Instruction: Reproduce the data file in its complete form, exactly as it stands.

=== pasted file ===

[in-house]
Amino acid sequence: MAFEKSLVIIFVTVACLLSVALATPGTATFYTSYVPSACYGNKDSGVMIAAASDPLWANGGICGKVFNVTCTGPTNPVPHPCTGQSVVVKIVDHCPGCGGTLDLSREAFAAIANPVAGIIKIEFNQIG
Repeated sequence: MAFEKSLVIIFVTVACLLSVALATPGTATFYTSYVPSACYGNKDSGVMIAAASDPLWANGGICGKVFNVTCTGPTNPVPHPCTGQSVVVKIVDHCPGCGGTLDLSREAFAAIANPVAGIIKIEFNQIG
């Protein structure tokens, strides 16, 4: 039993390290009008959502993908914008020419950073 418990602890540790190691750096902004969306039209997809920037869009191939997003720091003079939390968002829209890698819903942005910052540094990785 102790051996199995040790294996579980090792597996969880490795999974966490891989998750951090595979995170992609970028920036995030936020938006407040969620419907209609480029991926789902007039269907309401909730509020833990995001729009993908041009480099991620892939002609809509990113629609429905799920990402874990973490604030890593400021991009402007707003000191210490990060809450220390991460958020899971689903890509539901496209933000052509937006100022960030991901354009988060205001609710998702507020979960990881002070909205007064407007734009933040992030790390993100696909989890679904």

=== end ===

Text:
[in-house]
Amino acid sequence: MAFEKSLVIIFVTVACLLSVALATPGTATFYTSYVPSACYGNKDSGVMIAAASDPLWANGGICGKVFNVTCTGPTNPVPHPCTGQSVVVKIVDHCPGCGGTLDLSREAFAAIANPVAGIIKIEFNQIG
Repeated sequence: MAFEKSLVIIFVTVACLLSVALATPGTATFYTSYVPSACYGNKDSGVMIAAASDPLWANGGICGKVFNVTCTGPTNPVPHPCTGQSVVVKIVDHCPGCGGTLDLSREAFAAIANPVAGIIKIEFNQIG
């Protein structure tokens, strides 16, 4: 039993390290009008959502993908914008020419950073 418990602890540790190691750096902004969306039209997809920037869009191939997003720091003079939390968002829209890698819903942005910052540094990785 102790051996199995040790294996579980090792597996969880490795999974966490891989998750951090595979995170992609970028920036995030936020938006407040969620419907209609480029991926789902007039269907309401909730509020833990995001729009993908041009480099991620892939002609809509990113629609429905799920990402874990973490604030890593400021991009402007707003000191210490990060809450220390991460958020899971689903890509539901496209933000052509937006100022960030991901354009988060205001609710998702507020979960990881002070909205007064407007734009933040992030790390993100696909989890679904």